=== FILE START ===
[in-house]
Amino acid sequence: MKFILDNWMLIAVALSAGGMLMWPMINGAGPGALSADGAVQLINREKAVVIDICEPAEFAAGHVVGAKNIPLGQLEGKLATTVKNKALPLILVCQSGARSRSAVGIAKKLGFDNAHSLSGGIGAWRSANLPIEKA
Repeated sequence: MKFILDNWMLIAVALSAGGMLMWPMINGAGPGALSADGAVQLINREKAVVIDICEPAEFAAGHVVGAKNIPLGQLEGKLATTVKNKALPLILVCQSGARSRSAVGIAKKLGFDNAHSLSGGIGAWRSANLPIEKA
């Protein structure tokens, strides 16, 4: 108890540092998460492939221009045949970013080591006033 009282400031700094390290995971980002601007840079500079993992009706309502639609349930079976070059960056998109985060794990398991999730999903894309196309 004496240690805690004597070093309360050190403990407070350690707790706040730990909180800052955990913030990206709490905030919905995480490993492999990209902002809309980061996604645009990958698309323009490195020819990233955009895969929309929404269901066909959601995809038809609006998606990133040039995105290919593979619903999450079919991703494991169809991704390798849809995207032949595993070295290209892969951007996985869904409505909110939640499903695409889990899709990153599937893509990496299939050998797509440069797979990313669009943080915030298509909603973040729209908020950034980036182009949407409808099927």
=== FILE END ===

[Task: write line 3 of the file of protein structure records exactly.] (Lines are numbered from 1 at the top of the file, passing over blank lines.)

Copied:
Repeated sequence: MKFILDNWMLIAVALSAGGMLMWPMINGAGPGALSADGAVQLINREKAVVIDICEPAEFAAGHVVGAKNIPLGQLEGKLATTVKNKALPLILVCQSGARSRSAVGIAKKLGFDNAHSLSGGIGAWRSANLPIEKA